AbbVie (NYSE:ABBV) chose to pursue a high-risk strategy with veliparib in an attempt to gain ground in a competitive space. Failure in two critical phase III trials suggests that the strategy has backfired.
The appearance yesterday of one of these studies in the mistakenly released Asco abstract headlines suggests that AbbVie had known for some time that the triple-negative breast cancer trial was a dud; veliparib has also flunked in squamous lung cancer, it said last night. These setbacks look fatal for what was one of the company's biggest oncology hopes (see table below).
Still, the muted share price reaction today suggests that, despite veliparib's prominence in AbbVie's pipeline, investors had little faith. With an NPV of $4.2bn, the project ranks as the company's fourth most valuable R&D asset and second most valuable cancer agent, according to EvaluatePharma's consensus of sellside analysts. This is equivalent to 4% of the company's market value; AbbVie shares were little changed in early trade today.
The group's novel pivotal strategy was designed to prove that veliparib could provide extra benefit to chemotherapy agents.
Parp inhibitors work by disabling tumor cells' ability to repair damaged DNA; so far developers have exploited the fact that BRCA1/2-mutated cells have DNA repair mechanisms that are already impaired. However, AbbVie was testing whether these mechanisms could also become more important when DNA-damaging chemotherapy, particularly using the platinum-based products, was used.
Expectations around the project were low anyway, based on a perception of a poor profile compared with others in the Parp class. And AbbVie was already on the back foot as the leading agents Lynparza and Zejula, from Astrazeneca (NYSE:AZN) and Tesaro (NASDAQ:TSRO) respectively, had already generated very impressive pivotal readouts in ovarian cancer - the former set a benchmark in breast cancer a couple of months ago (Lyparza sets Parp inhibitors a new target, February 17, 2017)
In fact, Lynparza's success in breast cancer could well derail veliparib's hopes here. The Brocade-3 study is one of three remaining phase III trials to read out, with data due in the first half of next year, in patients with Her2-negative, BRCA-associated, metastatic breast cancer.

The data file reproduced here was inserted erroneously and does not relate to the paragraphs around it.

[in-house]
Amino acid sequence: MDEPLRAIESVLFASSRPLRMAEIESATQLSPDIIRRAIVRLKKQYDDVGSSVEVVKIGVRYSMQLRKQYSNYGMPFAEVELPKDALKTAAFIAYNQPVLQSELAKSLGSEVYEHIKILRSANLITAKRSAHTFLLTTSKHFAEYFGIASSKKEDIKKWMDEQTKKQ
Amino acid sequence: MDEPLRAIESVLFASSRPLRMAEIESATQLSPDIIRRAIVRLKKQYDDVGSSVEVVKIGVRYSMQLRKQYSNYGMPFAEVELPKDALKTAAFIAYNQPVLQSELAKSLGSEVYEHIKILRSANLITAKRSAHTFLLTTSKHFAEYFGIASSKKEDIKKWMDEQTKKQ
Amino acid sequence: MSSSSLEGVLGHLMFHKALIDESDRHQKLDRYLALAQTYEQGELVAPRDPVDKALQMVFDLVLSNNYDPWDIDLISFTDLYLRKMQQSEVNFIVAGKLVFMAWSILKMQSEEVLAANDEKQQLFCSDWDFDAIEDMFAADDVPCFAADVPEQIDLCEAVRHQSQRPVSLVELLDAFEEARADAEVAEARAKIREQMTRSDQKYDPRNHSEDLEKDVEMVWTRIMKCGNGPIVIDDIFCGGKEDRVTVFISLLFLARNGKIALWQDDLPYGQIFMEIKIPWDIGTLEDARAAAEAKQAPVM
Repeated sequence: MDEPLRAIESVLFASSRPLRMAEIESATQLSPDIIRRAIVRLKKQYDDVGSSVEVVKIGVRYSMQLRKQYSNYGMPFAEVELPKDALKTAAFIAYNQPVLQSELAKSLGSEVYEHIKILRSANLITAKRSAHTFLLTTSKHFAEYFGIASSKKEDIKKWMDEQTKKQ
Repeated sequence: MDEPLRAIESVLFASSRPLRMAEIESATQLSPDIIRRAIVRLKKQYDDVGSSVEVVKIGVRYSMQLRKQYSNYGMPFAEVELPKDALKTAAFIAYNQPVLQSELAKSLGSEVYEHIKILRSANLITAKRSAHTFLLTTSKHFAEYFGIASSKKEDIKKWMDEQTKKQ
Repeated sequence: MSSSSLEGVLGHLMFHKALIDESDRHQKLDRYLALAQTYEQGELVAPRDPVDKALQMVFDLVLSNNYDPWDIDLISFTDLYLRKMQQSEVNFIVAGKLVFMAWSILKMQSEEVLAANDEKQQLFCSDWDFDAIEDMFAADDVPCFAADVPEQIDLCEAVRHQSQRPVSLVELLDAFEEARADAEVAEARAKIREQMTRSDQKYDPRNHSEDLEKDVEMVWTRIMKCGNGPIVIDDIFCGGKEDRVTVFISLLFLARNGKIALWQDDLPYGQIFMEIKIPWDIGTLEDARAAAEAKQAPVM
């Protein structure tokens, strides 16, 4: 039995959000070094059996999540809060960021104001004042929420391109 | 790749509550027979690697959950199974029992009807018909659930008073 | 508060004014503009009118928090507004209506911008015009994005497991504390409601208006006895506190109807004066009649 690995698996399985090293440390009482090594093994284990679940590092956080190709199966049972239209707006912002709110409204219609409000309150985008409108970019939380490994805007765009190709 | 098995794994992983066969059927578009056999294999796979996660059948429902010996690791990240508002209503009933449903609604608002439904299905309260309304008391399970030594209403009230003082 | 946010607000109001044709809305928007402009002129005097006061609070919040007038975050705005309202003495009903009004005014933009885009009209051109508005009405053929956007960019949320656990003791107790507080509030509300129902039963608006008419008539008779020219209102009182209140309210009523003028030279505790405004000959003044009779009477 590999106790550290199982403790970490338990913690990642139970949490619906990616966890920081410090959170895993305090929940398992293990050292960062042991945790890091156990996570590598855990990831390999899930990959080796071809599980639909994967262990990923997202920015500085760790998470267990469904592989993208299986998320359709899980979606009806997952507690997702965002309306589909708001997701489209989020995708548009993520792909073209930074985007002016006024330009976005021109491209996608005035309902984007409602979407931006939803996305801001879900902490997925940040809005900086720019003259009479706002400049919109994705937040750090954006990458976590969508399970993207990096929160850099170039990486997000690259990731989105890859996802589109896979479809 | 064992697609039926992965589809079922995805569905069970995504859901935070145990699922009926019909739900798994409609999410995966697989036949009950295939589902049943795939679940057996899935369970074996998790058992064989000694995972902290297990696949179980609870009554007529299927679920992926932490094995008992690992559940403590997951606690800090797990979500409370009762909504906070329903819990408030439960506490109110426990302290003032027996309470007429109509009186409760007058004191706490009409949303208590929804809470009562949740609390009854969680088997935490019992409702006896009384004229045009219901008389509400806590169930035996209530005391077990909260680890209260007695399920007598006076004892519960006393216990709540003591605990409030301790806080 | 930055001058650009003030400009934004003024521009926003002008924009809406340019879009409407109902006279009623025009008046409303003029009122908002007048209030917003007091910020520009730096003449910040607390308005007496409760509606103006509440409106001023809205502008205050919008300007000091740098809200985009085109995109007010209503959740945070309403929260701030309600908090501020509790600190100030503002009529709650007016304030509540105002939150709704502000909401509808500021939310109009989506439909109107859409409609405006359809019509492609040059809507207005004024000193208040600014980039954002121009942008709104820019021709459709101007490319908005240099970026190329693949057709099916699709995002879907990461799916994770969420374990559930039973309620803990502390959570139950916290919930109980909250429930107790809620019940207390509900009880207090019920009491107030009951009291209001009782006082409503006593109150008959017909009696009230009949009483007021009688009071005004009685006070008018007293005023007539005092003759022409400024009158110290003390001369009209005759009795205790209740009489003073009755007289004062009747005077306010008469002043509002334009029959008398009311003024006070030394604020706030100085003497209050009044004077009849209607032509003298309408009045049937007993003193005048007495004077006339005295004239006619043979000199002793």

Tesaro last month scrapped a similar trial called Bravo, after finding that patients in the chemotherapy control arm were understandably reluctant to continue treatment without a Parp inhibitor. By the looks of its Clinicaltrials.gov entry, last year AbbVie raised the enrollment target in Brocade-3 from 270 to 500, but unless it can rely on recruitment in regions where Parp inhibitors are not available this trial is surely vulnerable to the same fate.
The remaining two ongoing phase III trials are in non-squamous NSCLC and ovarian cancer, in a maintenance setting. While the latter is arguably the safest tumor type in which to test a Parp inhibitor, lung cancer is an unproven use in which only AbbVie has been bold enough to venture.
Even here the signs were never encouraging - a phase II trial of veliparib plus chemo in 158 patients failed to show any statistical improvement on either PFS or OS. The company was encouraged to push on into two larger studies on the basis of a numerical survival benefit and signs of greater efficacy in current smokers. The failure of the squamous trial suggests that lung cancer is also a dead end.
Doubts around the potency of veliparib mean that this compound was perhaps never the best test of AbbVie's chemotherapy combination hypothesis. Either way, veliparib must surely now be written off.
Investors must now wait for a more important oncology readout from the company, on Rova-T. This antibody-drug conjugate targets DLL3 - a potentially registrational study called Trinity in third-line small cell lung cancer is due to yield data in the second half of the year.
Rova-T was bought with Stemcentryx for an eye-watering $5.8bn last year. Investors must hope that the company is better at picking winners when looking outside its labs.